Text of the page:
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Jeremy Warner

Jeremy Warner: O'Leary back for a second bite at Aer Lingus

Outlook: If at first you don't succeed ... Michael O'Leary, the pugnacious boss of Ryanair, thinks conditions in the airline industry have deteriorated so much in the two years since he last took a tilt at Aer Lingus that now he's bidding at half the price he did back then, the competition authorities in Europe will be only too happy to wave him through.

This strikes me and just about everyone else in aviation apart from Mr O'Leary himself as deeply unlikely. Remember, this is the man who has described those who determine these matters at the European Commission as a bunch of "communists" and "numbnuts", and invited anyone who comes across an EU civil servant to "give him a slap for me".

Mr O'Leary has always loathed the European Commission, which he thinks is out to obstruct his low-cost airline's every move in defence of the vested interest of national flag carriers. Relations reached a new low when Brussels decided to give his Aer Lingus takeover the thumbs-down. Nothing he said yesterday suggests reconciliation. Indeed, it seemed deliberately calculated further to rub the Eurocrats up the wrong way.

The case for allowing Mr O'Leary to acquire Aer Lingus is no better now than it was back then, despite the dire straits the industry finds itself in and the fact that smaller airlines are dropping like flies. Ryanair says it senses a sea change among regulators, who in the current very difficult economic circumstances may be more willing to put consolidation above competition concerns.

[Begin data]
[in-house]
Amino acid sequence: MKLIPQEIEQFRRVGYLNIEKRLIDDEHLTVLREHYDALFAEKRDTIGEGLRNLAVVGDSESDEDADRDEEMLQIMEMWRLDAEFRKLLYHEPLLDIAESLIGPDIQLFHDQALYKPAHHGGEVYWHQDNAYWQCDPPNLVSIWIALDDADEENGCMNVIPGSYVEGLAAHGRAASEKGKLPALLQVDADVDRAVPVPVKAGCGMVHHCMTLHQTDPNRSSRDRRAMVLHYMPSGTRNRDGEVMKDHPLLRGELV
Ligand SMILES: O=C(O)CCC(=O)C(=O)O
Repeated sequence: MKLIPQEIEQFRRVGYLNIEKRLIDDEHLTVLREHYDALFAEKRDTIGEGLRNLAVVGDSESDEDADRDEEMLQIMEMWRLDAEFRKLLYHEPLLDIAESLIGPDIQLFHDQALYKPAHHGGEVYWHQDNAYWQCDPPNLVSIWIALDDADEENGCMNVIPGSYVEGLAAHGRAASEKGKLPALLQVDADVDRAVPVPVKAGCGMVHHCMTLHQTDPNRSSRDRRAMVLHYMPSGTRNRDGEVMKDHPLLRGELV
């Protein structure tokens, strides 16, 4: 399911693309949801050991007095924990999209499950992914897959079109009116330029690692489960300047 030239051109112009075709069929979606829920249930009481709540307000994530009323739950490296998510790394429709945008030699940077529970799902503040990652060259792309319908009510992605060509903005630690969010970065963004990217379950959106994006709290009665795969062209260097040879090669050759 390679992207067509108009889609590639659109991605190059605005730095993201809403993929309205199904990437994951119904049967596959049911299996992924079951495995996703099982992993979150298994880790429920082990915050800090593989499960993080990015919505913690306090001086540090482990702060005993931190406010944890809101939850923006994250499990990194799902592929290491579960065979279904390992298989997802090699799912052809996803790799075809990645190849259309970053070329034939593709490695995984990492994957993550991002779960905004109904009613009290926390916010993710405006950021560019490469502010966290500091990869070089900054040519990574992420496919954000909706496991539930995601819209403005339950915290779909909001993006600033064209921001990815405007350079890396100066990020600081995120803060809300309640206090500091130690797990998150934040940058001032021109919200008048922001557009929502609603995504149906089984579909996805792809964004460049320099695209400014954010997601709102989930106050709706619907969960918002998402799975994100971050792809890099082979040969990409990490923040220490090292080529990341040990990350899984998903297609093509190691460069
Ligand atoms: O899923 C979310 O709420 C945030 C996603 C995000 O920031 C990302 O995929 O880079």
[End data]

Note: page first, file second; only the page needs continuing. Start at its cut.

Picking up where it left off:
If, by this, Mr O'Leary is referring to Lloyds TSB and HBOS, he seems to have got the wrong end of the stick. HBOS's takeover by a rival bank is being allowed because HBOS's otherwise certain demise or nationalisation was thought a threat to Britain's financial and economic stability.

The same thing cannot be said about Aer Lingus, which is loaded with cash and, despite the traumas of the last year, remains financially solvent. The failing-company defence, under which anti-competitive mergers are occasionally allowed through because the alternative is insolvency, doesn't stack up. In any case, Aer Lingus and the Irish Government would have to back the merger for this to be a valid defence.

True enough, there is lots of consolidation in the airline industry now, including the planned merger of British Airways and Iberia, and it is also true that the Irish government, which owns 25 per cent of the stock, is desperate for cash. But there are few if any cases of monopolistic consolidation of two perfectly solvent same-country operators.

The commission blocked Mr O'Leary two years ago because Aer Lingus would have given him a combined total of more than 80 per cent of traffic in and out of Dublin. That's no less true today than it was then.

The risk Mr O'Leary is taking by trying again is that this time the commission will get tougher still, and force him to divest his 29.84 per cent stake. They let him keep the stake when they blocked him last time. Since Mr O'Leary's average purchase price was much higher than he could sell for today, enforced divestment would cost him dearly. Detente with Brussels looks further away than ever.